Forum for Science, Industry and Business

Sponsored by:     3M 
Search our Site:

 

For Determining Protein Structures, A New Method Boosts Precision and Speed in High-Dimensional NMR

10.01.2003


A University at Buffalo chemist has developed a new, high-throughput method for obtaining nuclear magnetic resonance (NMR) data that not only has the distinction of potentially performing orders of magnitude faster than conventional methods, but does so more cheaply and with greater precision.



The new method, described in the current online issue of the Journal of the American Chemical Society, has the potential to increase greatly the use of high-throughput NMR to determine protein structures with the ultimate goal of developing new medicines and treatments.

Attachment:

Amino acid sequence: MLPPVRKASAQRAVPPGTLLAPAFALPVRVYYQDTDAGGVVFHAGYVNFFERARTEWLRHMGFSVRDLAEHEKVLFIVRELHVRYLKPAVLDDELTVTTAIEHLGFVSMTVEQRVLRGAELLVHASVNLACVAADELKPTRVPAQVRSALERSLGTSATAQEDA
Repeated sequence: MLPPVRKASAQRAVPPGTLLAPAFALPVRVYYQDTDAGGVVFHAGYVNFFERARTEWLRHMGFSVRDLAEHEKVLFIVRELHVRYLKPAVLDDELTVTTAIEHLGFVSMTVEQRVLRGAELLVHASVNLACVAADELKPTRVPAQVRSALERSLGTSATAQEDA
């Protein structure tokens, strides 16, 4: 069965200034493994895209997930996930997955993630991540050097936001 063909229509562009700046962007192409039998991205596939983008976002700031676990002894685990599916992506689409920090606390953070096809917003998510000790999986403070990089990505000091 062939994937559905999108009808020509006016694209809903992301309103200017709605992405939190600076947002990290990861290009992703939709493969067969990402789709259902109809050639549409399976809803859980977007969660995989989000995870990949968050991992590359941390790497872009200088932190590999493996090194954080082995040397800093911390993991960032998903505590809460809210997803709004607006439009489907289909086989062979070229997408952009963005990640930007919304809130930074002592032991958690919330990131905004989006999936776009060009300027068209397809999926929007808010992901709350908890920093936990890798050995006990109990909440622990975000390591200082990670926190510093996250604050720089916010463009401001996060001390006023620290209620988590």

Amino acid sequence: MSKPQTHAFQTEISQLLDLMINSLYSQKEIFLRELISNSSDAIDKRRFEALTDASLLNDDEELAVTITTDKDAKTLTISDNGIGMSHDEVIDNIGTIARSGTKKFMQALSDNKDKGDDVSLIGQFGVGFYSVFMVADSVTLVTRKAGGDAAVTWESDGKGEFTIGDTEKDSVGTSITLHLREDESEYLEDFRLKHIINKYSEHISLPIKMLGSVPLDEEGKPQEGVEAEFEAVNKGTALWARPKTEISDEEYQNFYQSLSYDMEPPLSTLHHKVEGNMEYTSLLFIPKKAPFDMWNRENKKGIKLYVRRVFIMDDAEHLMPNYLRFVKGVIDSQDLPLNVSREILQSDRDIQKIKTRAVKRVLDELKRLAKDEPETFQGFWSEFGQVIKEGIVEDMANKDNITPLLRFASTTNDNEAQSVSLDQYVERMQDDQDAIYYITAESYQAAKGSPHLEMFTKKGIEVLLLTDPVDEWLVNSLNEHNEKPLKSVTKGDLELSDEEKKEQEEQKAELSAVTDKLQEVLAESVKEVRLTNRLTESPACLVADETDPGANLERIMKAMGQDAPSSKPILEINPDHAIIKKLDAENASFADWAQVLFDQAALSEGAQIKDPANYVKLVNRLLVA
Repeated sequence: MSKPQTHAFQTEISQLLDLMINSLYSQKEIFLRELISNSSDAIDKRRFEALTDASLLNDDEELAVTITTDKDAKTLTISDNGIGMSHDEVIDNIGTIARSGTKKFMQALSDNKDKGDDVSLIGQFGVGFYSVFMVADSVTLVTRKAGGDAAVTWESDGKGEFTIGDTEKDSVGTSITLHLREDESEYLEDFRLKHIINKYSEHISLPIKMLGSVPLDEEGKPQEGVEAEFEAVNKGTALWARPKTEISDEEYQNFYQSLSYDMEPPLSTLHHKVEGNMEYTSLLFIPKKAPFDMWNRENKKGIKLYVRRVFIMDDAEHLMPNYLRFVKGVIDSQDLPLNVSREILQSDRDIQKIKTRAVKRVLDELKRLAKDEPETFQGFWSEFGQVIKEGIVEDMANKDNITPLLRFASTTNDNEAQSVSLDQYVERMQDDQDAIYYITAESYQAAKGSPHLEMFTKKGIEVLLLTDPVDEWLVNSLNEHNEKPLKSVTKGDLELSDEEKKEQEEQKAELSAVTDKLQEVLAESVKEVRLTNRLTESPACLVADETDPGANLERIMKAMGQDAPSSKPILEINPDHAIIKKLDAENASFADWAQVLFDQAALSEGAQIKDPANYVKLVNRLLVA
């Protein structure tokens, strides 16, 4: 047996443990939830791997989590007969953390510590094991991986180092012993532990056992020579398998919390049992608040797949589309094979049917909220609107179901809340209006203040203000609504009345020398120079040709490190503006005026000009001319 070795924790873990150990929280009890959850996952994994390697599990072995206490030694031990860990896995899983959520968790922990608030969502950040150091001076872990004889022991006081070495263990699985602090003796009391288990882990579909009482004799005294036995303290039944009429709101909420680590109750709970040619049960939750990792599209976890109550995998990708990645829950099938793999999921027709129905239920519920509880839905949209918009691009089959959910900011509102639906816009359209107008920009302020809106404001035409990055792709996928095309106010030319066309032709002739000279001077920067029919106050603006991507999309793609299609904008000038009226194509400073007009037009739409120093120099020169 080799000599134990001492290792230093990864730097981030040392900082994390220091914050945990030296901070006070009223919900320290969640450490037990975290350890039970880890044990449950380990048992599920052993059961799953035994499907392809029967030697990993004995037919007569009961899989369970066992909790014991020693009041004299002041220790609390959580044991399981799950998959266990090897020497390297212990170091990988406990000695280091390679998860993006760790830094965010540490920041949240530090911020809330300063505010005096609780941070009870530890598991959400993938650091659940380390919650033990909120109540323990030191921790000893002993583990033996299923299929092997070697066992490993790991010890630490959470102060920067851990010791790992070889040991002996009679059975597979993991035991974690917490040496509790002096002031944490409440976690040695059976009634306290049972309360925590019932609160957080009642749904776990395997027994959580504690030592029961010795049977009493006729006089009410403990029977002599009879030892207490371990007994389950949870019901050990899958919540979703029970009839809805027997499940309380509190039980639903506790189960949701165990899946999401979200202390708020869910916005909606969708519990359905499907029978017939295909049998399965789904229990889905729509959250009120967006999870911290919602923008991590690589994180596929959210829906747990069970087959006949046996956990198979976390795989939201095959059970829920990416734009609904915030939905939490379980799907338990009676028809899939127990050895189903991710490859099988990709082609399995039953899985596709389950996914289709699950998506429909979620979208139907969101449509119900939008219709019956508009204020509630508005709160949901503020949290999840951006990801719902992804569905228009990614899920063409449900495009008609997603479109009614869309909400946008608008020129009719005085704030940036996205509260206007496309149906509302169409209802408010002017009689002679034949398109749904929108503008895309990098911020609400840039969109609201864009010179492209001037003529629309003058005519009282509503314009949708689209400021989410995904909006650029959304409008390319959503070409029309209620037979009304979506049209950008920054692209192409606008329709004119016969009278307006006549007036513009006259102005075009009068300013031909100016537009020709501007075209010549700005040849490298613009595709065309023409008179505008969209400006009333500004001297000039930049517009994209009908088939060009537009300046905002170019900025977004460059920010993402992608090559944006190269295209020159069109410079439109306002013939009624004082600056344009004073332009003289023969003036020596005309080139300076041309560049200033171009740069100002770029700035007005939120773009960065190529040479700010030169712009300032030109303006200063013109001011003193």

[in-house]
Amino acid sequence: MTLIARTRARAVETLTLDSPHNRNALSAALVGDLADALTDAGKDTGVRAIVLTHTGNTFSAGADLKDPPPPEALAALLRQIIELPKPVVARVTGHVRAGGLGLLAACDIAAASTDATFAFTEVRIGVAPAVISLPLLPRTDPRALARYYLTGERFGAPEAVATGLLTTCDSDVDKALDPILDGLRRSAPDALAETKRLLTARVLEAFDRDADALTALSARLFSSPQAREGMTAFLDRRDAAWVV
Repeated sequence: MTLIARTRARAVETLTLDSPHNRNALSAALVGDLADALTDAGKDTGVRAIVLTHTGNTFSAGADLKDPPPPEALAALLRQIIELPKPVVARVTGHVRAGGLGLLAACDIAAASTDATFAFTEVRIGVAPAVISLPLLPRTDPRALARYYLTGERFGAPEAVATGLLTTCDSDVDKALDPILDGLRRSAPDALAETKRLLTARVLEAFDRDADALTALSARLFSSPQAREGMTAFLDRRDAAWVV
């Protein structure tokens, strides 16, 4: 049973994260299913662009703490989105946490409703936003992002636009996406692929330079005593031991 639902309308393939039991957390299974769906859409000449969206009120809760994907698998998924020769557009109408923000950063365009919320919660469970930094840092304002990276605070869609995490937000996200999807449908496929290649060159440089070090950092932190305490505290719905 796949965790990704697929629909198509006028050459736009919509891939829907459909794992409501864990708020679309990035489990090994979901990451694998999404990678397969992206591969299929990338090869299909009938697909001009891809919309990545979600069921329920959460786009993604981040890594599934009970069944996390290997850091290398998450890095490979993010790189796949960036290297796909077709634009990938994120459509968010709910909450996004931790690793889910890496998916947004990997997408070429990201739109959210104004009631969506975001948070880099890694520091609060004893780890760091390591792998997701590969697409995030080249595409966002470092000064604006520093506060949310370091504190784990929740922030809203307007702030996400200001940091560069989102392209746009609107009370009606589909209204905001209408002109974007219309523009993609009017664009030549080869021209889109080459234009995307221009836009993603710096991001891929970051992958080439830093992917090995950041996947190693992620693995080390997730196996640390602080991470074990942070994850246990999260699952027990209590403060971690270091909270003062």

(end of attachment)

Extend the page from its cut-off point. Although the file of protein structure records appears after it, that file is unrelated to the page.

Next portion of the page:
A patent has been filed on the method and UB is exploring licensing opportunities.


"Our method allows researchers to get the information from their NMR experiments faster, while at the same time increasing accuracy," explained Thomas Szyperski, Ph.D., UB associate professor of chemistry and biochemistry and principal author.

"It’s an important contribution to increasing the competitiveness of NMR relative to X-ray diffraction in structural biology," he said.

It also has the potential to allow scientists to take full advantage of the new, highest-field NMR machines and cryogenic probes, which reduce NMR measurement times by an order of magnitude (factor of 10).

"With this new method, we’ve increased data collection speed by orders of magnitude," said Szyperski. "For example, for the experiment published in JACS, the gain was a factor of 250, while we increased the precision of the frequency measurements three- to four-fold.

"That’s an incredible blend, which will allow us to bring the horsepower of our new ’NMR-Ferraris’ equipped with cryogenic probes on the road."